I seem to remember hearing an argument about letting Rosario go because of his less than average corner defense.  And what replaced him?  IMO, even less than Rosario corner defense without Rosario's run production.  I am now hearing the same argument for packing Max and sending him out, as well.  All I am saying is until someone actually proves himself better, don't repeat history and end up with both corners being unsettled (unless, of course, he brings a quality arm).   Because if Bux walks as well..........?

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5 hours ago, Mike Sixel said:

It isn't that easy. Really. If players could hit against the shift, they would. But all the data shows they can't.

It's not that hard. I used to do it all the time in Babe Ruth and High School and church league softball, but then I wasn't facing major league pitching. But guys, it isn't hard to do , especially on outside pitches. Forget the macho swings and just hit 'em where they ain't. 

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7 minutes ago, tarheeltwinsfan said:

It's not that hard. I used to do it all the time in Babe Ruth and High School and church league softball, but then I wasn't facing major league pitching. But guys, it isn't hard to do , especially on outside pitches. Forget the macho swings and just hit 'em where they ain't. 

And yet, the stats don't bear that out. If it was, teams would be doing it....and they aren't. 

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With the fans, Kepler has more of a perception issue than a performance issue. He is getting paid like a league average player and providing league average value. Fans were hoping for, even expecting, him to overperform that contract and he hasn't...but he has played up to it. 

From a team perspective, Baldelli keeps treating him in the lineup (until just the last couple of weeks) like one of their core stars. It reminds me of Gardy and Punto. Kepler is better than Punto, but is still getting asked by his manager to provide more value than he can. 

Bat Kepler somewhere in the 6-8 spot in most years and I think our perception of him changes. In those two or three 90th percentile seasons. like 2019, feel free to move him up...but don't expect that to be the norm.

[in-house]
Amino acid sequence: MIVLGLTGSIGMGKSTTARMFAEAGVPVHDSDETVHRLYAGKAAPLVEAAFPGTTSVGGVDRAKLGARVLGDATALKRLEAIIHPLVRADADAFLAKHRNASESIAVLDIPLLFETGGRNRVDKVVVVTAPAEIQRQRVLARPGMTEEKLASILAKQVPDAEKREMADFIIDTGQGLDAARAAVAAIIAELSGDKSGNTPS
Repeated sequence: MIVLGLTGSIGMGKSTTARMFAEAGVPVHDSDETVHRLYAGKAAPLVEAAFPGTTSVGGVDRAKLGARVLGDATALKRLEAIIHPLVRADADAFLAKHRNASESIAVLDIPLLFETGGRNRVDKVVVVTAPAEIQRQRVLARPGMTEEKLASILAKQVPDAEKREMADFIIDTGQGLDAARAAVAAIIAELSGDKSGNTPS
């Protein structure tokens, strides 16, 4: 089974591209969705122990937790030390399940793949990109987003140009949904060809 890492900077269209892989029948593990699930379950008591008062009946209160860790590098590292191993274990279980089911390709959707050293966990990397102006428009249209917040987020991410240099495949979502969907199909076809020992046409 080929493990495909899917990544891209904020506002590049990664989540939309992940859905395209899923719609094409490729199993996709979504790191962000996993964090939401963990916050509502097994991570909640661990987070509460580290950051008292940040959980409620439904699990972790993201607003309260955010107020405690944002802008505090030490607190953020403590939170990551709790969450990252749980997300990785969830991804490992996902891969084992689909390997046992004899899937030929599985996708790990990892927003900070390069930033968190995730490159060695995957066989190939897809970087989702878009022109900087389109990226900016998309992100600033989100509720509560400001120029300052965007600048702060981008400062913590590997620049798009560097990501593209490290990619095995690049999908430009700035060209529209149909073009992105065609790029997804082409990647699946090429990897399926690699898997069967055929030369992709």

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He simply cant be in the lineup against lefties.  A sub 500 OPS is a complete black hole in the lineup on par with a having a pitcher hit.  Good right field play ain't making up for that.  An average hitter and really good fielder is a solid piece - which is only a reality vs a RH pitcher.....

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Kepler isn't having a great year, but his career line vs. lefties isn't unplayably bad .211/.285/.354 OPS .639. That comes with a 7.9% BB rate and a 22.2% K rate.

Replacing his actual AVG and SLG with the expected numbers .251/.332/.437 OPS .769, where he'd again be an above average hitter with excellent corner defense. He'd be somewhere in that 2.5-3.0 WAR area. The shift is absolutely killing him, no doubt. Bunting feels like a novel approach to bring the shift down. I think it's worth it, but I doubt Baldelli will call for it.

Kepler is not the issue with the Twins. He's good, not great and he's cheap.

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I've thought about this a bit.  Nothing frustrates me more watching the Twins than Max Kepler's inability to make teams PAY for shifting on him (well, maybe Colome closing and Shoemaker/Happ).  If I just go by what Baseball trade Values has for Kepler his value has fallen too much to be any kind of a factor in a trade except as a thrown in.  He's worth more than that to the Twins.  I just can't buy the idea that he can't play CF because the Twins don't want to "wear him down."  Come on.  Should the Giants have played Willie Mays in the prime of his career in RF so they wouldn't "wear him out"???  

Anyway, I'm fine with Max in RF and subbing in CF when Buxton gets hurt.  But someone (a NEW hitting coach??) needs to work on his approach.  When the "D" is GIVING you a hit if you can just push it to the left side, you NEED to adjust.  It's not like Max is Joey Gallo (38 HR's).  He needs to learn to push a bunt down the 3B line and go with an outside pitch.  Heck, there's nothing wrong with DOUBLES.  I could certainly see a platoon with a RH hitting OF'er as well.  Until we see more positive things from Kiriloff & Larnach I would hold onto Max and work on his approach.  I'd be more open to trading Arraez (who Rocco refuses to hit leadoff consistently) and Arraez has much more value as a trade piece with other prospects coming up who can play 2B, 3B, LF at the same value as Arraez.  

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4 hours ago, TopGunn#22 said:

But someone (a NEW hitting coach??) needs to work on his approach. 

I want to believe this would help, but I think the FO has a philosophy in place for both hitting and pitching, and a coach who tries to go against it wouldn't last very long.  It goes beyond any one coach.

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I agree that we need to have someone beat him out for his role before we just ship off a moderately talented player on a team friendly deal when we lack moderately talented players. Same argument for Donaldson though he is more talented but also a chunkier contract. I feel the argument to move off of Sano is stronger than Kepler.